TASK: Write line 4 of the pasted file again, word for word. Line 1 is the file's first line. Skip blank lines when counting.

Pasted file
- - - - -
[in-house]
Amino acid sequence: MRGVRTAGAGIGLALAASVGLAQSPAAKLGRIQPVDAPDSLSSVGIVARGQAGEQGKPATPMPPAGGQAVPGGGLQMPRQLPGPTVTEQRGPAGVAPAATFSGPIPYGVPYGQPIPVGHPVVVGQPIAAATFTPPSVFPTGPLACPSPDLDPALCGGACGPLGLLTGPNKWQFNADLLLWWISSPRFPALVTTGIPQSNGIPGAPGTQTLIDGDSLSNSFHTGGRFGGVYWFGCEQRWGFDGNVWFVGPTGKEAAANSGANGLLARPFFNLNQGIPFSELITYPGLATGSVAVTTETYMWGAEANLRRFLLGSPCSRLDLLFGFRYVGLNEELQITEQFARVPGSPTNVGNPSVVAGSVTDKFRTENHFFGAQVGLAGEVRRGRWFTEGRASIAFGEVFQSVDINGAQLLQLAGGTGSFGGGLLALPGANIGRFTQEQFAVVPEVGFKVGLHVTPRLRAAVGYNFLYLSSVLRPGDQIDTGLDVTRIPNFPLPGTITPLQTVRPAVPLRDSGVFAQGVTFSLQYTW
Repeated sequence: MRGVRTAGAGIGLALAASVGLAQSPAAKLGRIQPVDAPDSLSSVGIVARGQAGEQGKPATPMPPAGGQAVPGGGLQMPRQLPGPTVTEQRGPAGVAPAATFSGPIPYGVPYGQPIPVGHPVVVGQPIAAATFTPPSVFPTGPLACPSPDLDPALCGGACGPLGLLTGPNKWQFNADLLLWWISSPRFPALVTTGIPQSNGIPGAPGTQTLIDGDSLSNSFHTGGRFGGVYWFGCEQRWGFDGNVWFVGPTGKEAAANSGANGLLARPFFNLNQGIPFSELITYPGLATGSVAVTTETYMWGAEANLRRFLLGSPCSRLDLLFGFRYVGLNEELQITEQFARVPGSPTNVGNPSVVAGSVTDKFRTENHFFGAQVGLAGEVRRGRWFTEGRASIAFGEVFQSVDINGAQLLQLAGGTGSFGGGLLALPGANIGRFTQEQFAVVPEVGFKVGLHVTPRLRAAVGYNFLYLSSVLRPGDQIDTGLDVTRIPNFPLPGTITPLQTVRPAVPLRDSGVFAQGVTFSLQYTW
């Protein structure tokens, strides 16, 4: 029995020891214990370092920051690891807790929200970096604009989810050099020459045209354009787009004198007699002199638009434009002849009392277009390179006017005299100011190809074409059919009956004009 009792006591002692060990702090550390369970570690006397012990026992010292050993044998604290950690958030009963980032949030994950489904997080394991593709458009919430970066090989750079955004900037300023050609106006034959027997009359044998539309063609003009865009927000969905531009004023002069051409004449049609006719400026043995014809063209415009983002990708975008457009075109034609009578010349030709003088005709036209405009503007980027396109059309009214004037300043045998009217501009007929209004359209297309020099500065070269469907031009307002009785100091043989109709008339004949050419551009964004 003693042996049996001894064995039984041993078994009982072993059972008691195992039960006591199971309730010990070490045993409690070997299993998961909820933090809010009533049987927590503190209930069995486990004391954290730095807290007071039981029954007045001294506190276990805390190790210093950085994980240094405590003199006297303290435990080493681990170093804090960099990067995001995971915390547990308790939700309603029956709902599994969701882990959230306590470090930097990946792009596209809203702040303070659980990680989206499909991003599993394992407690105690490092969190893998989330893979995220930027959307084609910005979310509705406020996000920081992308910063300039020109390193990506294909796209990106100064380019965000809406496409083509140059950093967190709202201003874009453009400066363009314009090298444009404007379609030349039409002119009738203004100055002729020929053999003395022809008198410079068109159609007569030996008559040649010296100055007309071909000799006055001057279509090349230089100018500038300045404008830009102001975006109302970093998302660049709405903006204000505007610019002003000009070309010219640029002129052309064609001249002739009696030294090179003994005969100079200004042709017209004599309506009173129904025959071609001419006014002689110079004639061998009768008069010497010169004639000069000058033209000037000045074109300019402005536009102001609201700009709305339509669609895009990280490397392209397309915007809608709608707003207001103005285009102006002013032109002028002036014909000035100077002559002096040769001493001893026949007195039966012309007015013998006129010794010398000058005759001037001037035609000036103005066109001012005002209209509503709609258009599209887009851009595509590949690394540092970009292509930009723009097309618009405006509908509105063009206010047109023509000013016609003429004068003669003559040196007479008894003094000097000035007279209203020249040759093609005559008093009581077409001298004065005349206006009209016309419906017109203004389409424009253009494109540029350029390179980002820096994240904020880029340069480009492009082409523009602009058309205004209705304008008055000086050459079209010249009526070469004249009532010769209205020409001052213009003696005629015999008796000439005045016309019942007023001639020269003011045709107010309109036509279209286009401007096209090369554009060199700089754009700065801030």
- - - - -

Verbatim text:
């Protein structure tokens, strides 16, 4: 029995020891214990370092920051690891807790929200970096604009989810050099020459045209354009787009004198007699002199638009434009002849009392277009390179006017005299100011190809074409059919009956004009 009792006591002692060990702090550390369970570690006397012990026992010292050993044998604290950690958030009963980032949030994950489904997080394991593709458009919430970066090989750079955004900037300023050609106006034959027997009359044998539309063609003009865009927000969905531009004023002069051409004449049609006719400026043995014809063209415009983002990708975008457009075109034609009578010349030709003088005709036209405009503007980027396109059309009214004037300043045998009217501009007929209004359209297309020099500065070269469907031009307002009785100091043989109709008339004949050419551009964004 003693042996049996001894064995039984041993078994009982072993059972008691195992039960006591199971309730010990070490045993409690070997299993998961909820933090809010009533049987927590503190209930069995486990004391954290730095807290007071039981029954007045001294506190276990805390190790210093950085994980240094405590003199006297303290435990080493681990170093804090960099990067995001995971915390547990308790939700309603029956709902599994969701882990959230306590470090930097990946792009596209809203702040303070659980990680989206499909991003599993394992407690105690490092969190893998989330893979995220930027959307084609910005979310509705406020996000920081992308910063300039020109390193990506294909796209990106100064380019965000809406496409083509140059950093967190709202201003874009453009400066363009314009090298444009404007379609030349039409002119009738203004100055002729020929053999003395022809008198410079068109159609007569030996008559040649010296100055007309071909000799006055001057279509090349230089100018500038300045404008830009102001975006109302970093998302660049709405903006204000505007610019002003000009070309010219640029002129052309064609001249002739009696030294090179003994005969100079200004042709017209004599309506009173129904025959071609001419006014002689110079004639061998009768008069010497010169004639000069000058033209000037000045074109300019402005536009102001609201700009709305339509669609895009990280490397392209397309915007809608709608707003207001103005285009102006002013032109002028002036014909000035100077002559002096040769001493001893026949007195039966012309007015013998006129010794010398000058005759001037001037035609000036103005066109001012005002209209509503709609258009599209887009851009595509590949690394540092970009292509930009723009097309618009405006509908509105063009206010047109023509000013016609003429004068003669003559040196007479008894003094000097000035007279209203020249040759093609005559008093009581077409001298004065005349206006009209016309419906017109203004389409424009253009494109540029350029390179980002820096994240904020880029340069480009492009082409523009602009058309205004209705304008008055000086050459079209010249009526070469004249009532010769209205020409001052213009003696005629015999008796000439005045016309019942007023001639020269003011045709107010309109036509279209286009401007096209090369554009060199700089754009700065801030």